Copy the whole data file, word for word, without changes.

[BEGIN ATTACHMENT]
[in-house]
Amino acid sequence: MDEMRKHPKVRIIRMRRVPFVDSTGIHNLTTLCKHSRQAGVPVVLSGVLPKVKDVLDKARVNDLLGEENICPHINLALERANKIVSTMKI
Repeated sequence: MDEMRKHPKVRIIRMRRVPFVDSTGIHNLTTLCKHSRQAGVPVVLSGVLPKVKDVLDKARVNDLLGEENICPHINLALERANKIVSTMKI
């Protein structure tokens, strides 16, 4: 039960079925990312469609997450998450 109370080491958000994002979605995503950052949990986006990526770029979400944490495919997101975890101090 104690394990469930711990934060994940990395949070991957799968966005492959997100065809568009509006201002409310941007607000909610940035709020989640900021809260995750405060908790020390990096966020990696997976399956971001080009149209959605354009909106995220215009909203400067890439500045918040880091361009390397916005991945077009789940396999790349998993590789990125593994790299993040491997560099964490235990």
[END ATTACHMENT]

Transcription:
[in-house]
Amino acid sequence: MDEMRKHPKVRIIRMRRVPFVDSTGIHNLTTLCKHSRQAGVPVVLSGVLPKVKDVLDKARVNDLLGEENICPHINLALERANKIVSTMKI
Repeated sequence: MDEMRKHPKVRIIRMRRVPFVDSTGIHNLTTLCKHSRQAGVPVVLSGVLPKVKDVLDKARVNDLLGEENICPHINLALERANKIVSTMKI
């Protein structure tokens, strides 16, 4: 039960079925990312469609997450998450 109370080491958000994002979605995503950052949990986006990526770029979400944490495919997101975890101090 104690394990469930711990934060994940990395949070991957799968966005492959997100065809568009509006201002409310941007607000909610940035709020989640900021809260995750405060908790020390990096966020990696997976399956971001080009149209959605354009909106995220215009909203400067890439500045918040880091361009390397916005991945077009789940396999790349998993590789990125593994790299993040491997560099964490235990």